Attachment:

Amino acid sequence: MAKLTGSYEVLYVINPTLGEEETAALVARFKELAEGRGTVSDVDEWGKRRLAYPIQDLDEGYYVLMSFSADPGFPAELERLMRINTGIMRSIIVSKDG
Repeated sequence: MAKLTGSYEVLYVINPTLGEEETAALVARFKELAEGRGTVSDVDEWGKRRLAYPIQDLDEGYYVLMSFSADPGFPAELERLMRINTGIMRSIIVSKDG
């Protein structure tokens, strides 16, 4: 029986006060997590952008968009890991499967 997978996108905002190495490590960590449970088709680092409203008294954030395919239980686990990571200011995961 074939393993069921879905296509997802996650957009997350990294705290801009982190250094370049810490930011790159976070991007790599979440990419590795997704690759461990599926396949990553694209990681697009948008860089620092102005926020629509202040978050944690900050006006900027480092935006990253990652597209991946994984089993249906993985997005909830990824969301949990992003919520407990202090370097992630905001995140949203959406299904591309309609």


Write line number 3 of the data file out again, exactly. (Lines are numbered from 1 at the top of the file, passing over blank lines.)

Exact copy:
């Protein structure tokens, strides 16, 4: 029986006060997590952008968009890991499967 997978996108905002190495490590960590449970088709680092409203008294954030395919239980686990990571200011995961 074939393993069921879905296509997802996650957009997350990294705290801009982190250094370049810490930011790159976070991007790599979440990419590795997704690759461990599926396949990553694209990681697009948008860089620092102005926020629509202040978050944690900050006006900027480092935006990253990652597209991946994984089993249906993985997005909830990824969301949990992003919520407990202090370097992630905001995140949203959406299904591309309609």